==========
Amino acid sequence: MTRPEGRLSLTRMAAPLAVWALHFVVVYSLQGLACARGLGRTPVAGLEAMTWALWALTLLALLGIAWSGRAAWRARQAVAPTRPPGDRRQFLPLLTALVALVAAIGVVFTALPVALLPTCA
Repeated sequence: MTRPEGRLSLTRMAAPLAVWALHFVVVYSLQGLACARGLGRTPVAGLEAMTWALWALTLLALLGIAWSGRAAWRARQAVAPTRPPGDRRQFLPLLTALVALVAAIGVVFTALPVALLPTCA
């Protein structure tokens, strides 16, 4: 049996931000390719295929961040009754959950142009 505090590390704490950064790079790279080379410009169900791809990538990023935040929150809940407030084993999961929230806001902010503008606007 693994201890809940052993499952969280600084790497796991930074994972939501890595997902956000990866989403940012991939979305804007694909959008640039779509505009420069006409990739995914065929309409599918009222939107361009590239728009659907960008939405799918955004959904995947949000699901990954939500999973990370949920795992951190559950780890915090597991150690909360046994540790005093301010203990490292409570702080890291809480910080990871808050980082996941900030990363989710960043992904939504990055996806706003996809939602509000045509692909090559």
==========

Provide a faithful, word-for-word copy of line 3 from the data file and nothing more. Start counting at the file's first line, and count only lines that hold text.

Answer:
């Protein structure tokens, strides 16, 4: 049996931000390719295929961040009754959950142009 505090590390704490950064790079790279080379410009169900791809990538990023935040929150809940407030084993999961929230806001902010503008606007 693994201890809940052993499952969280600084790497796991930074994972939501890595997902956000990866989403940012991939979305804007694909959008640039779509505009420069006409990739995914065929309409599918009222939107361009590239728009659907960008939405799918955004959904995947949000699901990954939500999973990370949920795992951190559950780890915090597991150690909360046994540790005093301010203990490292409570702080890291809480910080990871808050980082996941900030990363989710960043992904939504990055996806706003996809939602509000045509692909090559």